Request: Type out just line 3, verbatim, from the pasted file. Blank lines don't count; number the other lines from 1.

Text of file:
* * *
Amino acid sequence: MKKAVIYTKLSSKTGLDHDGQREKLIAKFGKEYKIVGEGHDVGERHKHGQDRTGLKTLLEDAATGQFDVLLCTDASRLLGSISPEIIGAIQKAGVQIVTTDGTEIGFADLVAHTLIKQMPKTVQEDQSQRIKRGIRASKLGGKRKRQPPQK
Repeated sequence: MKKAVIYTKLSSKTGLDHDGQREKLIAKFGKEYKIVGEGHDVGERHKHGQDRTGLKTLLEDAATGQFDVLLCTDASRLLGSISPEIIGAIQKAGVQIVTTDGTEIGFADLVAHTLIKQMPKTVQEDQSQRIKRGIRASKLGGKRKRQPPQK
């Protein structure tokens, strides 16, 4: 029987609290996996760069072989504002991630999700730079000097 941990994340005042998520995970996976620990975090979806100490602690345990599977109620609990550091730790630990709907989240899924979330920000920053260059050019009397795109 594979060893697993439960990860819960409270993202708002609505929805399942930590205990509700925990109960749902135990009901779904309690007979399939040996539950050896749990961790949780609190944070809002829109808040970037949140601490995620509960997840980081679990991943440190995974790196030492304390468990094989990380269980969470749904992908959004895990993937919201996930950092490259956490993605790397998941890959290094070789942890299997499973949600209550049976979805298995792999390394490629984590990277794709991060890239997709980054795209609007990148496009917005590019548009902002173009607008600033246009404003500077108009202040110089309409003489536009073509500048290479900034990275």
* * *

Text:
């Protein structure tokens, strides 16, 4: 029987609290996996760069072989504002991630999700730079000097 941990994340005042998520995970996976620990975090979806100490602690345990599977109620609990550091730790630990709907989240899924979330920000920053260059050019009397795109 594979060893697993439960990860819960409270993202708002609505929805399942930590205990509700925990109960749902135990009901779904309690007979399939040996539950050896749990961790949780609190944070809002829109808040970037949140601490995620509960997840980081679990991943440190995974790196030492304390468990094989990380269980969470749904992908959004895990993937919201996930950092490259956490993605790397998941890959290094070789942890299997499973949600209550049976979805298995792999390394490629984590990277794709991060890239997709980054795209609007990148496009917005590019548009902002173009607008600033246009404003500077108009202040110089309409003489536009073509500048290479900034990275």